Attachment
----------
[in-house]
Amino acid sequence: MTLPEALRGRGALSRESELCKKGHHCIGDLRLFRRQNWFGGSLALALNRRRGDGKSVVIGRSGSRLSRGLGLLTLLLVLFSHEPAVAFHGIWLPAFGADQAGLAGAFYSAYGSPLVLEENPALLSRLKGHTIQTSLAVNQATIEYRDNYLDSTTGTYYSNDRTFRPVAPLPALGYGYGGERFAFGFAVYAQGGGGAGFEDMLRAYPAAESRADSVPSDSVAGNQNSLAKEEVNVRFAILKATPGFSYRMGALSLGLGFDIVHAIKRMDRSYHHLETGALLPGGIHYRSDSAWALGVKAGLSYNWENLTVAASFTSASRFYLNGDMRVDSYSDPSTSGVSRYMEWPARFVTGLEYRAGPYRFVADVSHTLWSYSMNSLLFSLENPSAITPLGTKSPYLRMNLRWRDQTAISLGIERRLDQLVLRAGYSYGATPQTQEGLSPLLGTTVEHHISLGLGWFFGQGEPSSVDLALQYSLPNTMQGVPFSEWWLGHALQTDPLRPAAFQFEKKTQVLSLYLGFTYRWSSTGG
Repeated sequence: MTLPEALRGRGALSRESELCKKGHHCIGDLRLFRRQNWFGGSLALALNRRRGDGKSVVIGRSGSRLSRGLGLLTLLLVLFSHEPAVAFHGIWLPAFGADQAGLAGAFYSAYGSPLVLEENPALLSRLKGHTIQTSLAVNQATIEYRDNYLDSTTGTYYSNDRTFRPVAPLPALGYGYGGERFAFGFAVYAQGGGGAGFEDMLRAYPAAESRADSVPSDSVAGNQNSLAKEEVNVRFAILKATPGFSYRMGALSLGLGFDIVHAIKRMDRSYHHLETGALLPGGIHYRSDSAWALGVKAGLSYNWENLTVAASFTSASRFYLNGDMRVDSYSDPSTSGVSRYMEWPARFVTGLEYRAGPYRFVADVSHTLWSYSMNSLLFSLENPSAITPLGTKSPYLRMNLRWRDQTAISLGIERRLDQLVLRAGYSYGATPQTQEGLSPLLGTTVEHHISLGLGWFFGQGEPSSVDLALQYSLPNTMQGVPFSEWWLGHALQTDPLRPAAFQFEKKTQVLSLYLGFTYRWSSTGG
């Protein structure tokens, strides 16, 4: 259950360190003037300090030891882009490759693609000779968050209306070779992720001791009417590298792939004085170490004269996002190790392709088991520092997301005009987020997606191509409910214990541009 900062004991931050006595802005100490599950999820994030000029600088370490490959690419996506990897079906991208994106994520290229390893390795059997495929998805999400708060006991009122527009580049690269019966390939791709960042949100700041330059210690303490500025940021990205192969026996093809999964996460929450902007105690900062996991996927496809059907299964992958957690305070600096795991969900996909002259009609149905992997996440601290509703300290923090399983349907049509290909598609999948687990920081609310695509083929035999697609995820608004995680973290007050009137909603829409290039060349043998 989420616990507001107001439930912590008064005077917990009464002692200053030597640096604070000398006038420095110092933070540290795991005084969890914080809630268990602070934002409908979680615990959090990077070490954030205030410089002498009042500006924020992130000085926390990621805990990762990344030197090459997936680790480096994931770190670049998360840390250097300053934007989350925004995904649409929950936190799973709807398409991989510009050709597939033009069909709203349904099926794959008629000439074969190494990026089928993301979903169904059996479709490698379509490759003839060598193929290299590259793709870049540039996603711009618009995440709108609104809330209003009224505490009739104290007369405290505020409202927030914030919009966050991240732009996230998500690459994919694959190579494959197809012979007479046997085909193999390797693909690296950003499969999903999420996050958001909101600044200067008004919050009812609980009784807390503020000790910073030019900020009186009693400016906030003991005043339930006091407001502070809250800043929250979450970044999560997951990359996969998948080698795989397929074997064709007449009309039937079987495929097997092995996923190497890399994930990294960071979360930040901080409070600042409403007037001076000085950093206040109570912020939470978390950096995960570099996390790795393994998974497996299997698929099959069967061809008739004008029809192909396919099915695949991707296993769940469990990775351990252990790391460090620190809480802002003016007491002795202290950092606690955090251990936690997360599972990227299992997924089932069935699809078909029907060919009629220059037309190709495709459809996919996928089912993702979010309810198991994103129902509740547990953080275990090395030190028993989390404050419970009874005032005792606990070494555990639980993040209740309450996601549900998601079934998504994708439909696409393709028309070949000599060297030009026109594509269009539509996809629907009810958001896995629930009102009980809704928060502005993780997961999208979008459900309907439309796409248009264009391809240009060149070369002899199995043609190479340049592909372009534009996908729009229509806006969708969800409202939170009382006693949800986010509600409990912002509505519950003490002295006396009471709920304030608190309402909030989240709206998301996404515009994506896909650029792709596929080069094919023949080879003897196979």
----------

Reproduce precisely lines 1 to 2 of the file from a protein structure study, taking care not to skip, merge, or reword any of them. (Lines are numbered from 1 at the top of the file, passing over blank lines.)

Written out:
[in-house]
Amino acid sequence: MTLPEALRGRGALSRESELCKKGHHCIGDLRLFRRQNWFGGSLALALNRRRGDGKSVVIGRSGSRLSRGLGLLTLLLVLFSHEPAVAFHGIWLPAFGADQAGLAGAFYSAYGSPLVLEENPALLSRLKGHTIQTSLAVNQATIEYRDNYLDSTTGTYYSNDRTFRPVAPLPALGYGYGGERFAFGFAVYAQGGGGAGFEDMLRAYPAAESRADSVPSDSVAGNQNSLAKEEVNVRFAILKATPGFSYRMGALSLGLGFDIVHAIKRMDRSYHHLETGALLPGGIHYRSDSAWALGVKAGLSYNWENLTVAASFTSASRFYLNGDMRVDSYSDPSTSGVSRYMEWPARFVTGLEYRAGPYRFVADVSHTLWSYSMNSLLFSLENPSAITPLGTKSPYLRMNLRWRDQTAISLGIERRLDQLVLRAGYSYGATPQTQEGLSPLLGTTVEHHISLGLGWFFGQGEPSSVDLALQYSLPNTMQGVPFSEWWLGHALQTDPLRPAAFQFEKKTQVLSLYLGFTYRWSSTGG